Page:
Why don’t we have this in DC?
Month: April 2006 (Page 1 of 2)
Virginia is currently cursed with George Allen as one of its senators. While I often disagree with Sen. John Warner (the Commonwealth’s other senator), he’s a respectable fellow who has given much in service to his state and country. George Allen, on the other hand? A sad little man who has had everything handed to him (hmmm, heard that before?), and has managed to trade on his name and charm to get him into the Senate. Digby summarizes an interesting TNR article on George Allen, illustrating what a horrid little racist he was as a teen (and I don’t think, for a second, that it has faded all that much). This matters to you because Allen’s going to be a top contender for the 2008 nomination – dumber than a box of rocks with a hateful little edge to him – just how the GOP likes their nominees, of late.
The House Committee on the Judiciary just finished a very informative hearing on the issue of net neutrality. I’m going to wait until I can get a hold of the Q&A to go into detail, but I say this right now – I hope more and more organizations get Tim Wu to deliver the message of the importance of net neutrality. I’ve been familiar with Tim’s academic and policy work for a while, but until this year, I’d never heard him speak. He’s very engaging, and if anyone is going to find a way to make this matter accessible to the public, he’s among my top candidates to do it. His prepared testimony is here.
I wish this were surprising:
The airlines have come up with a new answer to an old question: How many passengers can be squeezed into economy class?
A lot more, it turns out, especially if an idea still in the early stage should catch on: standing-room-only “seats.”
Airbus has been quietly pitching the standing-room-only option to Asian carriers, though none have agreed to it yet. Passengers in the standing section would be propped against a padded backboard, held in place with a harness, according to experts who have seen a proposal.
I imagine that this will probably come to pass. And, as much as I personally find the idea horrifying, I can imagine high traffic short hop flights where there might be a decent sized part of the market who finds this (presumably lower priced) option a good deal. My fear, though, is that the choice will end up being between this barely acceptable service and the obscenely priced top end service. Airlines – like so many other industries – seem to be unable to find a way to serve a middle market – those who *are* willing to pay more for a quality product, but don’t particularly need a five course meal, ongoing drink service, or amenity kits. Every time I fold myself into a coach seat, I find myself willing to pay a substantial bit more for a simple extra six inches of seat space. Again, all I need is space, and I’d be willing to add anywhere from $30 to a couple hundred dollars to get it, depending on the length of the flight. I know there are always business class tickets, but the gap between them and coach is a lot more than a couple/few hundred dollars, and usually more than I can justify for personal travel. I can’t imagine that I’m alone in wanting a reasonable middle market for air travel. Until that emerges, I’m left spending either far more than I want, or a good bit less than I’d be willing to, to simply get from A to B in a reasonable manner.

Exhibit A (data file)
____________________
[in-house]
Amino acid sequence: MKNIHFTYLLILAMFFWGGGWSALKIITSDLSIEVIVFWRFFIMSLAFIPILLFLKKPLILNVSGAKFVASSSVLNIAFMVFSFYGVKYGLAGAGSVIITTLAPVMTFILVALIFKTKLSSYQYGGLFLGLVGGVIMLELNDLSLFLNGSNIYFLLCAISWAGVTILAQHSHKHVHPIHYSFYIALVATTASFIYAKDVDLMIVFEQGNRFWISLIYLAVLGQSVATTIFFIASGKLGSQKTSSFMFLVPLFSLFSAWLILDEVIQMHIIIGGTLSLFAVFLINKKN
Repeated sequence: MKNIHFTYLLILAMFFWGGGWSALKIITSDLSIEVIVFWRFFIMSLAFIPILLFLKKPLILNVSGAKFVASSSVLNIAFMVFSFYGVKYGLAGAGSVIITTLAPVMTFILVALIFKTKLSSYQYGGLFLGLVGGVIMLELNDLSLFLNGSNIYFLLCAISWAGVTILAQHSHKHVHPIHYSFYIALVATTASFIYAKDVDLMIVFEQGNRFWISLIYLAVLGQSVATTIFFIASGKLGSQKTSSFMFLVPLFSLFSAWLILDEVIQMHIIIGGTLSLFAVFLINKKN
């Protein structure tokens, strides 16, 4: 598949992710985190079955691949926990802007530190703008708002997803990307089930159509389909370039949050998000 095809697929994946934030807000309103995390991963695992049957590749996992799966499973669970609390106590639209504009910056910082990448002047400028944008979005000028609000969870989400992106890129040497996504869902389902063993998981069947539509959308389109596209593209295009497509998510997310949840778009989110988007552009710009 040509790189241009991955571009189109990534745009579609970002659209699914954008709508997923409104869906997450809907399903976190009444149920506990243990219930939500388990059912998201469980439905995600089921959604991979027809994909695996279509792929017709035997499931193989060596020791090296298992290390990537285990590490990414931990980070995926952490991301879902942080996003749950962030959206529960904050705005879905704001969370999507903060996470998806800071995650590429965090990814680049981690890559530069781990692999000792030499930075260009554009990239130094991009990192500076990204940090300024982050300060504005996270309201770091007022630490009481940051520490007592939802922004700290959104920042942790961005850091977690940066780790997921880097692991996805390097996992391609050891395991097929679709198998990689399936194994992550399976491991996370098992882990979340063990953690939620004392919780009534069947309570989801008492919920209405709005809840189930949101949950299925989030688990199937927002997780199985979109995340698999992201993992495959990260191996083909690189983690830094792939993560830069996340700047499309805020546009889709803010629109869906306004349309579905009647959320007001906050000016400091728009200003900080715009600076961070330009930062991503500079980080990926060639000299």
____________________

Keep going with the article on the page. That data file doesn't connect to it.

ITV tells us that:
“[the]woman who heckled Chinese President Hu Jintao on a visit to the White House has been charged with a criminal offence by a US court.
Wang Wenyi, 47, could face up to six months in jail for “harassing, intimidating and threatening a foreign official”.”
I’m so glad to see that the US is showing China how serious it is about human rights abuses.
I just may have changed my position on the immigration issue – clearly, we are letting too many North Korean speech writers into this country. Think Progress shares this gem from the Easter Egg Roll at the White House:
Today at the White House Easter Egg Roll, dozens of children “from the stricken Gulf Coast region serenaded First Lady Laura Bush with a song praising the beleaguered Federal Emergency Management Agency.” To the tune of “Hey Look Me Over,” the kids from Louisiana, Mississippi and Alabama sang:
“Our country’s stood beside us
People have sent us aid.
Katrina could not stop us, our hopes will never fade.
Congress, Bush and FEMA
People across our land
Together have come to rebuild us and we join them hand-in-hand!”
My career as a scapler started – and probably finished – this past weekend. I found myself in front of the 9:30 Club with two extra UB40 tickets (unexpected last minute bails). I’d tell you to stop snickering, but maybe you aren’t – the show was sold out, so apparently there are a number of fans around. I was just about to head inside when I heard someone lamenting that there weren’t any scaplers out there, and that they were about to head home. Well, the smart thing to do was turn around and offer the ticket for twice the face value, right? Probably. I, on the other hand, turned and offered a ticket at face value. Sold! in a nanosecond. This transaction (replete with me fumbling around with a pocket full of cash on V St.) brought at least three people rushing over to me to buy any remaining tickets. A classic marketplace, right? Clearly time for a bit of supply-side pricing pressure. Instead, I just picked the most excited looking person and offered him the ticket at face value, since I couldn’t very well charge him more than I had the previous purchaser, no?
Yeah, I don’t think I’ve much of a future in scapling.